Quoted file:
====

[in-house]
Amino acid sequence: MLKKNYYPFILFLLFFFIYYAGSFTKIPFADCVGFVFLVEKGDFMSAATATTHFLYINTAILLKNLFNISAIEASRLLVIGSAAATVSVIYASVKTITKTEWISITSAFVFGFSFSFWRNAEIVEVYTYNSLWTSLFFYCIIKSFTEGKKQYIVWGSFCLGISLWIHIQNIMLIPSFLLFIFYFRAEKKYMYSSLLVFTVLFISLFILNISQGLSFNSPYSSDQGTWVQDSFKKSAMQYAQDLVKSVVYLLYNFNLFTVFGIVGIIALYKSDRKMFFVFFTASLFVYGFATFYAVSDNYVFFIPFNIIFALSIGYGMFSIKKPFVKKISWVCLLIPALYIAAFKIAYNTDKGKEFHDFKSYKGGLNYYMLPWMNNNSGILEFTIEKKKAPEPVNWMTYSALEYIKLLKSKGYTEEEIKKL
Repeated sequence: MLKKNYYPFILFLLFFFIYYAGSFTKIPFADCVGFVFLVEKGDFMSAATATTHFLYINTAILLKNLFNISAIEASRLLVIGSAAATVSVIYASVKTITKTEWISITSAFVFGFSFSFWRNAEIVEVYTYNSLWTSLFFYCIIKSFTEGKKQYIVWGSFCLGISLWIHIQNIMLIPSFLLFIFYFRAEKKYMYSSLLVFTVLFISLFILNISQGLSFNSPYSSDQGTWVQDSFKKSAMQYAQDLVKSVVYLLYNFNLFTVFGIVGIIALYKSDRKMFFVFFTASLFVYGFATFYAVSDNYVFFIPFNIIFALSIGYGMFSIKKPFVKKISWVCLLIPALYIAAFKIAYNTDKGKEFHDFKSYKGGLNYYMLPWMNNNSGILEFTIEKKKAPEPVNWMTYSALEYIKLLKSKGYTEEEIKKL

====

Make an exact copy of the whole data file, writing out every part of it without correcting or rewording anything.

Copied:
[in-house]
Amino acid sequence: MLKKNYYPFILFLLFFFIYYAGSFTKIPFADCVGFVFLVEKGDFMSAATATTHFLYINTAILLKNLFNISAIEASRLLVIGSAAATVSVIYASVKTITKTEWISITSAFVFGFSFSFWRNAEIVEVYTYNSLWTSLFFYCIIKSFTEGKKQYIVWGSFCLGISLWIHIQNIMLIPSFLLFIFYFRAEKKYMYSSLLVFTVLFISLFILNISQGLSFNSPYSSDQGTWVQDSFKKSAMQYAQDLVKSVVYLLYNFNLFTVFGIVGIIALYKSDRKMFFVFFTASLFVYGFATFYAVSDNYVFFIPFNIIFALSIGYGMFSIKKPFVKKISWVCLLIPALYIAAFKIAYNTDKGKEFHDFKSYKGGLNYYMLPWMNNNSGILEFTIEKKKAPEPVNWMTYSALEYIKLLKSKGYTEEEIKKL
Repeated sequence: MLKKNYYPFILFLLFFFIYYAGSFTKIPFADCVGFVFLVEKGDFMSAATATTHFLYINTAILLKNLFNISAIEASRLLVIGSAAATVSVIYASVKTITKTEWISITSAFVFGFSFSFWRNAEIVEVYTYNSLWTSLFFYCIIKSFTEGKKQYIVWGSFCLGISLWIHIQNIMLIPSFLLFIFYFRAEKKYMYSSLLVFTVLFISLFILNISQGLSFNSPYSSDQGTWVQDSFKKSAMQYAQDLVKSVVYLLYNFNLFTVFGIVGIIALYKSDRKMFFVFFTASLFVYGFATFYAVSDNYVFFIPFNIIFALSIGYGMFSIKKPFVKKISWVCLLIPALYIAAFKIAYNTDKGKEFHDFKSYKGGLNYYMLPWMNNNSGILEFTIEKKKAPEPVNWMTYSALEYIKLLKSKGYTEEEIKKL